But some cultures have much, much less open to view. For instance, you'll never understand St Petersburg unless you go into the courtyards of the big apartment blocks in the centre.

Outside, they're just grey blocks under a greyer sky. And outside, Natasha is just a bundle of warm clothes with a human being buried somewhere in it, struggling against the wind and slushy snow.

Inside, Natasha emerges from her wrappings and becomes a retired art history professor with a graceful presence and a dry sense of humour. And inside, her flat is lined with books and fine porcelain, abstract paintings, and a spotless white carpet makes up for the fact that the snow outside is grey with the dirt of a whole winter.

Russians keep all their best things inside.  Perhaps that's at least partly about living in an unfree society; you keep your thoughts to yourself, and you keep you culture to yourself, and you keep anything that really matters inside your own house.

Southern Spain is like that too. Look at the Great Mosque of Cordoba from the outside and you just see a blank wall, divided by big bulky buttresses, with a few finely decorated doors but otherwise plain. It could be a town wall, a garden wall. It gives you no hint at  all about what's inside.

That's something you find in Arab culture in the Middle East too. Courtyards become the focus of life - they are cool, they are secluded. No one does anything on the open street. Souks are interiors rather than exteriors; the market happens inside a huge building, a huge set of covered ways, rather than in the open.

So in Cordoba, you can't understand the city unless you understand the way it is shot through with greenness, the way the fabric of the city and its streets has a weft thread of courtyards and gardens running through it. There are a couple of patios (courtyards) which are always shown off to visitors, of course, but by the very fact of being shown off in that way they've become open spaces - they've lost their interior feel.

It's little alleyways like the Callejas de la Hoguera which goes past the Islamic University, or the Calleja del PaƱuelo, which still preserve that feeling to some extent. With the Callejas de la Hoguera, there's that interconnectedness between public and private space which is a characteristic of Moorish architecture in Spain - you're walking down the alley, then suddenly you're in the garden of a restaurant - is this public or private? a through way or a back garden? You just don't know.

Cordoba has an association devoted to the patios. At Christmas last year, they opened some of the courtyards and performed villancicos (the Spanish equivalent of carols). In May, more of the courtyards are open and there's a competition for the best gardens.

That interiority, that feeling of seclusion, is what finally won me over to Cordoba. It's a difficult city to know - because all its best sights are on the inside.  But it's worth knowing.

Friday, 1 February 2008

Lamenting lost London

I've blogged before about those little losses we suffer when the city around us changes. The eel pie and mash shops, the old cafes, those little places that used to be an unchanging and almost unnoticed part of our world - and then, suddenly, they're gone.

Someone else feels that way. They're using the internet to erect a memorial to the lost places of London - London R.I.P.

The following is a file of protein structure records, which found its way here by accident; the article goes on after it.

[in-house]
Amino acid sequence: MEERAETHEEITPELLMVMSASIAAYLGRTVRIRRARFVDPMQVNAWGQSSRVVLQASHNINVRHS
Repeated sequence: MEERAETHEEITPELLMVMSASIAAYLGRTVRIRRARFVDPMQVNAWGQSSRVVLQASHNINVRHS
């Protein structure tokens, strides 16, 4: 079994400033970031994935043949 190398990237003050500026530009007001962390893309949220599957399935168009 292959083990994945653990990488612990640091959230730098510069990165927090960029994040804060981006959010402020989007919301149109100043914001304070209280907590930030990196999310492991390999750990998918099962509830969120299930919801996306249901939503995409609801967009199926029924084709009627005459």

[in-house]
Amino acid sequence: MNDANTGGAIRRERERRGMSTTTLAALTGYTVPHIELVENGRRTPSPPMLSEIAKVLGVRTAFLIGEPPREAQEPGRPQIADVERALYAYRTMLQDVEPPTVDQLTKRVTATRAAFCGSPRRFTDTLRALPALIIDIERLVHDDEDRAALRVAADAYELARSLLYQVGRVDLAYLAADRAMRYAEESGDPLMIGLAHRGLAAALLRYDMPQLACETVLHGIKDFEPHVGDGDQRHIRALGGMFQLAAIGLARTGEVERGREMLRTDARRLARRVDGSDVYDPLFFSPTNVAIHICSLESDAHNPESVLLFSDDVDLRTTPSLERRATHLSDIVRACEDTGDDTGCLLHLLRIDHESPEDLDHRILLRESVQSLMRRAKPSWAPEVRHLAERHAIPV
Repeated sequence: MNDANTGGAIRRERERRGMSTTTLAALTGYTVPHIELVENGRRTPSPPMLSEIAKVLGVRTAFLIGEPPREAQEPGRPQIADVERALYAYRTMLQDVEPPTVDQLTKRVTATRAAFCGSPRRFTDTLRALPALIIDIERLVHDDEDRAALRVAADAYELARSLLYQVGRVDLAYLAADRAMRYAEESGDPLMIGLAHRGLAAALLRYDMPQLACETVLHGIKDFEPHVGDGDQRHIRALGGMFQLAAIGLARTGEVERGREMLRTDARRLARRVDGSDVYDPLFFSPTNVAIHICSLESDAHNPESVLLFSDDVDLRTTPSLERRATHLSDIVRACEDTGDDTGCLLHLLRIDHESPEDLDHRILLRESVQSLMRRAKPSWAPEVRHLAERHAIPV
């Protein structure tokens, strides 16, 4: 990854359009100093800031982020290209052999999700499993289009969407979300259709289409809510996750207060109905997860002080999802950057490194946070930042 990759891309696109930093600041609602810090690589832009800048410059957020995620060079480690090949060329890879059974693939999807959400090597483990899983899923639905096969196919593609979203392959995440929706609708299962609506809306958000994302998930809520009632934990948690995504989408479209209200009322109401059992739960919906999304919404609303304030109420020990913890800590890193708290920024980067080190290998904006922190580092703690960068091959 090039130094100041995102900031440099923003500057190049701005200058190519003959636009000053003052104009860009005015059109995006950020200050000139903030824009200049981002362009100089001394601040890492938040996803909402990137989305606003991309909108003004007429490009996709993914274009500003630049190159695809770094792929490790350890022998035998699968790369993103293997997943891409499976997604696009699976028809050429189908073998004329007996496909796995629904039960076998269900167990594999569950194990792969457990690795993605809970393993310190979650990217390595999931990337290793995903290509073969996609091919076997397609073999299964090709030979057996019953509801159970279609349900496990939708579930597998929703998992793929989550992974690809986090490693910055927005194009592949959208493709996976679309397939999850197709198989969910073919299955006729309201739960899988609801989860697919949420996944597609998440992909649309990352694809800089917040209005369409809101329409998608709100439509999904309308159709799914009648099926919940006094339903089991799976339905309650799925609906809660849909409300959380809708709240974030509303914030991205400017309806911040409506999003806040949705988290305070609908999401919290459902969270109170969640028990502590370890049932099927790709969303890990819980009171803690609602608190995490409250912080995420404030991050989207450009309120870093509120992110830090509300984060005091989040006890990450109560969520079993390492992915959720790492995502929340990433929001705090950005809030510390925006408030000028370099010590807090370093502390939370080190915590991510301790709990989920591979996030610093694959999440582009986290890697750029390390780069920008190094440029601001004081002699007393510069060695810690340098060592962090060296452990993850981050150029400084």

One of these days I will have to write a history of the number 76 bus route. Or the 73. And the things that have gone;

  • a stonemasons' yard, which I think was the same firm that used to have a yard next to Cambridge station. Ricketts? was that the name?

  • a house entirely surrounded by corrugated tin fences, mostly boarded up,almost derelict; there was a story that the man who lived in it was digging tunnels under his garden, under the house next door, across the road even... I never knew whether to believe them, but there was definitely something odd about the place.

  • Baring Street Metal, a scrapyard in the middle of Islington.

  • Hackney Wholefoods. Every time I passed it with a friend one or both of us would proudly say it as it has to be said - 'Ackney Olefoods'.

  • One building near Old Street where absolutely every window was blocked with old newspapers piled all the way to the ceiling. It must have been a terrific fire hazard. One of those things you only notice from the top floor of a bus, when your mp3 player's packed up and you forgot to buy the newspaper, and you're staring out of the window, bored, and not quite able to doze.

I'm going back to RIP London now to look for some of my old favourites. It will be nice to see them again - even if not in the real world.

"There's nothing there!"

I want to go to Iceland.

I'd loveto take a horse, I don't know, a car, a bike - and go from one side to the other. From icy sea to icy sea.

I said this to a friend. He said, "There's nothing there."

That's exactly why I want to go.

Our everyday world is so full. Full of things. Full of advertising. Full of information. Full of people. It's a monstrous flow of attention-grabbing stuff.

Even the English or French countryside is full. Birds, hedges, trees, villages, roads, road signs, ploughed fields, dry stone walls, barns, corrugated tin shacks, coppices, cows. A very full landscape.

And my life is too full. Too much work. Too much reading. Too many books. Too many pictures on the wall. Too many plans. Too many people.

So I'd like some emptiness in my life.

The funny thing is, I think if I'd said the Sahara, my friend would have understood.